The Christian community filled the churches across the country for religious services on Christmas Eve and Christmas Day. Churchgoers prayed for peace for Christian communities who faced persecution in the region as well as keeping unity in Turkey, home to multiple faiths from Muslims to Jews, to Orthodox, Catholic and Protestant Christians.
Patriarch Bartholomew, the leader of much of the Orthodox world, led the mass at Aya Yorgi, a church in the courtyard of the Fener Greek Orthodox Patriarchate in Istanbul he presides. A large crowd including the faithful from Greece and European countries filled the church in the city's Fatih district, singing hymns, lighting candles.
Bartholomew I is regarded primus inter pares (first among equals) of Orthodox churches across the world, including Greek, Russian, Serbian and Romanian that appeal to 300 million around the world. The patriarchate has a small congregation in Istanbul but many of its followers live abroad, mainly in the U.S.
Elsewhere in Istanbul, the focal point of Christmas services was St. Antuan Church on İstiklal Avenue, the iconic street located at the heart of Istanbul. Along with a Christian congregation, tourists and guests from abroad attended the religious service led by the Neocatechumenal Way community leader in Istanbul Costa Mario. Turks took selfies in front of giant Christmas tree in front of the church while some lit candles and made wishes. The church, also known as the Church of St. Anthony of Padua, which was first built in 1725 by the Italian community, is Istanbul's largest Roman Catholic Church and it is most popular among foreigners in Istanbul for its holiday masses as they are held in a number of different languages.
In Mersin, a Mediterranean city home to Catholic and Orthodox communities as well as Biblical town of Tarsus – the birthplace of Paul the Apostle – Catholic and Orthodox churches hosted Christmas masses.
"Christmas is not a birth story of Jesus Christ. It is also a call to everyone to live with God's love. May it be a time that always brings us together and keeps us bonded," Rev. Roshan Cordeiro, who led the prayers at Latin Catholic Church, said at the mass.
Elsewhere, Michael and Gabriel Orthodox Church hosted a mass led by Coşkun Teymur, the spiritual leader of the Orthodox community in the region.
The Antakya Orthodox Church in Hatay, another city in the south home to multiple faiths, also hosted a Christmas mass. Pointing out to the large crowd convened in the small church, Fadi Hurigil, a Greek Orthodox community leader, said people from all across Turkey came to the church to attend the service.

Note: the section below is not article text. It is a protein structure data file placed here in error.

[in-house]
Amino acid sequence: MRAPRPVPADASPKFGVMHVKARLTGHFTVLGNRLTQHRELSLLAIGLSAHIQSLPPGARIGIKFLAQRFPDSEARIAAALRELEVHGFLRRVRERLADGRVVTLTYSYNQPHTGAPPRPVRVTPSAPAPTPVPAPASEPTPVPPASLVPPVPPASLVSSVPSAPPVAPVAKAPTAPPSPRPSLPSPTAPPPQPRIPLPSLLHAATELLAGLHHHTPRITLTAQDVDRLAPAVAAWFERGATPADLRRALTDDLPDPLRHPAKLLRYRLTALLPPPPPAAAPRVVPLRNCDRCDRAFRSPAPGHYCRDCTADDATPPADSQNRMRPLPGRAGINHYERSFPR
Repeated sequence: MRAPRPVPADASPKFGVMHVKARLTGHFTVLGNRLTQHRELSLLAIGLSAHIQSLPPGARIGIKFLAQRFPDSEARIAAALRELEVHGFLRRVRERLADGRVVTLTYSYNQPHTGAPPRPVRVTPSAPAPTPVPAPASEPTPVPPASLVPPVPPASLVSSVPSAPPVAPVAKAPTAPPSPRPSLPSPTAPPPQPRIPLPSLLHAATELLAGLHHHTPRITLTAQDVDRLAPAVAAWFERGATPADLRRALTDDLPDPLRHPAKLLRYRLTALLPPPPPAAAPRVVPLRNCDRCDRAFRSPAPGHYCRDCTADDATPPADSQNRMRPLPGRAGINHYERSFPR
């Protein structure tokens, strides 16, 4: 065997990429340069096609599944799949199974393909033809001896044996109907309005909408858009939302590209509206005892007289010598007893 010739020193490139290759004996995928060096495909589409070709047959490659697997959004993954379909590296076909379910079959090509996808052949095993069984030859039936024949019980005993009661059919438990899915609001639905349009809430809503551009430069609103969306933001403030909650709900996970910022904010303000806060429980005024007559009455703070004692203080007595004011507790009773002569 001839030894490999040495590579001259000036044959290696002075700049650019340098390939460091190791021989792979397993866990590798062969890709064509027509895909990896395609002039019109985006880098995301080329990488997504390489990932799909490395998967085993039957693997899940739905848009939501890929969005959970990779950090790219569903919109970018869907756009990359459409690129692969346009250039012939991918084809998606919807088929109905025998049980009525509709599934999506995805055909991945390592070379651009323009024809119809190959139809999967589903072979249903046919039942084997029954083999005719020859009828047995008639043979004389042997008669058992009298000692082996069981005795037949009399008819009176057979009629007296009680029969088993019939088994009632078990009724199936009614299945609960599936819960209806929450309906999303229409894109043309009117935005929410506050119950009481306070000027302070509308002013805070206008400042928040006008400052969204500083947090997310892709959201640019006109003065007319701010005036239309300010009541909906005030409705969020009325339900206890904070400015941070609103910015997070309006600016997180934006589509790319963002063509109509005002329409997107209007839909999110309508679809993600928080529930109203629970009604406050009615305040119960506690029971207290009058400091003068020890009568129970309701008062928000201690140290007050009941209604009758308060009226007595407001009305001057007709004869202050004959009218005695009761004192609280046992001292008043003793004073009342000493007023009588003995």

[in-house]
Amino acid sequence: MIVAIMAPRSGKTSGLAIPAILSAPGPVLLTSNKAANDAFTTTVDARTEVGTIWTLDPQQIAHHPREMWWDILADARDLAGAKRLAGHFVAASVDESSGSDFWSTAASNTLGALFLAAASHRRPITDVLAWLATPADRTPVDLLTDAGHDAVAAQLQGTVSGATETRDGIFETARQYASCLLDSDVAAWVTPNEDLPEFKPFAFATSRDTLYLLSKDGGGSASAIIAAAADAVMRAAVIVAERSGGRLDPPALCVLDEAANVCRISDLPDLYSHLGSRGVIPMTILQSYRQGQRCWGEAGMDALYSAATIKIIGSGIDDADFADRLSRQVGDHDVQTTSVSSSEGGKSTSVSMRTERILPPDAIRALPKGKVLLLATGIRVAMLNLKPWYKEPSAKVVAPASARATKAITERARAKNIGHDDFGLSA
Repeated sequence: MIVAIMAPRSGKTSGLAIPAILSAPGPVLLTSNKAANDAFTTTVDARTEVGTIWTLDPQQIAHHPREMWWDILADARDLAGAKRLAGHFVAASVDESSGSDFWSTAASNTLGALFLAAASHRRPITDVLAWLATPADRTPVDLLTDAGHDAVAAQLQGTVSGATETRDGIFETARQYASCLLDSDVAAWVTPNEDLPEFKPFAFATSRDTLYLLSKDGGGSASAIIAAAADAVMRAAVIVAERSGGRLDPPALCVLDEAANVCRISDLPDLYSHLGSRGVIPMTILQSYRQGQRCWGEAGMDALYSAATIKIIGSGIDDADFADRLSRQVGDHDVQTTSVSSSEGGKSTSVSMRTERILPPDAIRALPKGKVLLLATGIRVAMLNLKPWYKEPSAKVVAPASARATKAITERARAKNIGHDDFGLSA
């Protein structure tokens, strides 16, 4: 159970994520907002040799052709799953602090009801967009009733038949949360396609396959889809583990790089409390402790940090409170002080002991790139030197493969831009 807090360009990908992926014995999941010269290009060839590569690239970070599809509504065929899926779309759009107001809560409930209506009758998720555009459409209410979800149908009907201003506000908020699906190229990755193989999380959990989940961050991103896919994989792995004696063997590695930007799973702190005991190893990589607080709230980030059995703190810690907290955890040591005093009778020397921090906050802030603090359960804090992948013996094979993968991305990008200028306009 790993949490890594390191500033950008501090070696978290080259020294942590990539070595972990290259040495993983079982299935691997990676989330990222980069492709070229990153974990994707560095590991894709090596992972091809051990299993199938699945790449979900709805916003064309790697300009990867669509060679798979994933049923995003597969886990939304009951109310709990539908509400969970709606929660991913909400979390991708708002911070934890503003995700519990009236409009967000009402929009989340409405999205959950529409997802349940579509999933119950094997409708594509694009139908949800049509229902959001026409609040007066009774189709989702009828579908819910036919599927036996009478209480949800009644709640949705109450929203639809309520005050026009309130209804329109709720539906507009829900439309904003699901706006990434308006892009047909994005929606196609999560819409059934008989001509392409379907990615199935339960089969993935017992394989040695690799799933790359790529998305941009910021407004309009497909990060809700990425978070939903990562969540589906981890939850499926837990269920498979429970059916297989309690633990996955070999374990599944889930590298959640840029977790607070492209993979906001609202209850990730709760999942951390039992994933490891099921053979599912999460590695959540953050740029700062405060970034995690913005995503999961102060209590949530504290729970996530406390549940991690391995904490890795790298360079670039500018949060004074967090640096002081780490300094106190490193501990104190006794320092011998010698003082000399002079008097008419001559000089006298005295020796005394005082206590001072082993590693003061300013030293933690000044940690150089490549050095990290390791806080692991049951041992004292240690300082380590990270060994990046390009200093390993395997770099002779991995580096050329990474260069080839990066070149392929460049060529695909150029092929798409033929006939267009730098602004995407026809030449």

"We also hosted some 200 brothers and sisters from different faiths today," Hurigil said.
Though it is not a formal church, perhaps the most meaningful Christmas Eve service was in a house in Selçuk, a town in the Aegean province of İzmir. A large crowd of local and foreign faithful visited Meryem Ana Evi (The Abode of Virgin Mary) for a service presided by Rev. Robert Bondea.
The place is believed to have been occupied by Mary and built by the Apostle John. The Catholic faithful believe she underwent her Assumption in the house which was discovered after a series of visions by a 19th century nun, Anne Catherine Emmerich. It was certified as Mary's abode by Papacy in 1957 and is one of the places most pontiffs visiting Turkey drop by.
In Mardin, the southeastern city where a sizeable Assyriac Christian community lives, Christmas mass was held at Kırklar Church. Saliba Özmen, Metropolit of Mardin and Diyarbakır for Assyriac Church and Rev. Gabriel Akyüz of Kırklar Church presided the mass.
People sang and recited prayers in the ancient language of Assyriac and Turkish. Speaking after the mass, Özmen said they prayed for an end to wars in the world. Ayda Bayruğ, a member of the congregation, said Mardin is unique in terms of observing festivals of four different faiths.
Another mass was held at Mor İşmuni Church in Mardin's Midyat district, led by Mor Gabriel Monastery's Metropolit Samuel Aktaş. Speaking to reporters after the mass, Anto Nuay, who heads a foundation running Assyriac churches in Midyat, said Christmas brings together the faithful with "Ezidi and Muslim brothers and sisters."
"We extend them greetings in their own festivals too. Midyat is a place where people of different religions mark their festivals together," he said.